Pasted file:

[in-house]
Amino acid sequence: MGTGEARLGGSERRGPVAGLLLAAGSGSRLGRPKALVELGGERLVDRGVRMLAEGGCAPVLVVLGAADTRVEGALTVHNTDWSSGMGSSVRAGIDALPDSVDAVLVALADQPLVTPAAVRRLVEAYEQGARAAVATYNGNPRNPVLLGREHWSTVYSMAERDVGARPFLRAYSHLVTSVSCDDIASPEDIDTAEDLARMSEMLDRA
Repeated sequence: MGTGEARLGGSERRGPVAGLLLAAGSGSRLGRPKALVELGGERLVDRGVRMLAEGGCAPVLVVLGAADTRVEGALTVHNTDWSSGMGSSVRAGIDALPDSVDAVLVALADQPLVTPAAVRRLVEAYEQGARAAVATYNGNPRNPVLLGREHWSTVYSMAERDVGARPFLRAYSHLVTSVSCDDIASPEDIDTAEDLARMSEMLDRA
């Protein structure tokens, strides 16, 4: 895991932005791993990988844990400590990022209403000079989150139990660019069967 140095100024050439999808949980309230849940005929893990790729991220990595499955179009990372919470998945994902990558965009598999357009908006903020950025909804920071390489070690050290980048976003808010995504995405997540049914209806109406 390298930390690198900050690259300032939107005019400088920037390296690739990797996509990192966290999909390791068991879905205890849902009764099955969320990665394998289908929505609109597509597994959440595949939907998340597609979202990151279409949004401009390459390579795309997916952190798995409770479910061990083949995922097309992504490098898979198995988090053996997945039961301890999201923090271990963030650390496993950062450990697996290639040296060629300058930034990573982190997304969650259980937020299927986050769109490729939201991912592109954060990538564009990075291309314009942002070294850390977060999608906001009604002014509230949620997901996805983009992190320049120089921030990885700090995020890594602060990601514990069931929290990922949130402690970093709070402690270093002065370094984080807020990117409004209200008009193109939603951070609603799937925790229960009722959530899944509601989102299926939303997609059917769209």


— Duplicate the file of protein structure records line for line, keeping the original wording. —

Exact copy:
[in-house]
Amino acid sequence: MGTGEARLGGSERRGPVAGLLLAAGSGSRLGRPKALVELGGERLVDRGVRMLAEGGCAPVLVVLGAADTRVEGALTVHNTDWSSGMGSSVRAGIDALPDSVDAVLVALADQPLVTPAAVRRLVEAYEQGARAAVATYNGNPRNPVLLGREHWSTVYSMAERDVGARPFLRAYSHLVTSVSCDDIASPEDIDTAEDLARMSEMLDRA
Repeated sequence: MGTGEARLGGSERRGPVAGLLLAAGSGSRLGRPKALVELGGERLVDRGVRMLAEGGCAPVLVVLGAADTRVEGALTVHNTDWSSGMGSSVRAGIDALPDSVDAVLVALADQPLVTPAAVRRLVEAYEQGARAAVATYNGNPRNPVLLGREHWSTVYSMAERDVGARPFLRAYSHLVTSVSCDDIASPEDIDTAEDLARMSEMLDRA
């Protein structure tokens, strides 16, 4: 895991932005791993990988844990400590990022209403000079989150139990660019069967 140095100024050439999808949980309230849940005929893990790729991220990595499955179009990372919470998945994902990558965009598999357009908006903020950025909804920071390489070690050290980048976003808010995504995405997540049914209806109406 390298930390690198900050690259300032939107005019400088920037390296690739990797996509990192966290999909390791068991879905205890849902009764099955969320990665394998289908929505609109597509597994959440595949939907998340597609979202990151279409949004401009390459390579795309997916952190798995409770479910061990083949995922097309992504490098898979198995988090053996997945039961301890999201923090271990963030650390496993950062450990697996290639040296060629300058930034990573982190997304969650259980937020299927986050769109490729939201991912592109954060990538564009990075291309314009942002070294850390977060999608906001009604002014509230949620997901996805983009992190320049120089921030990885700090995020890594602060990601514990069931929290990922949130402690970093709070402690270093002065370094984080807020990117409004209200008009193109939603951070609603799937925790229960009722959530899944509601989102299926939303997609059917769209």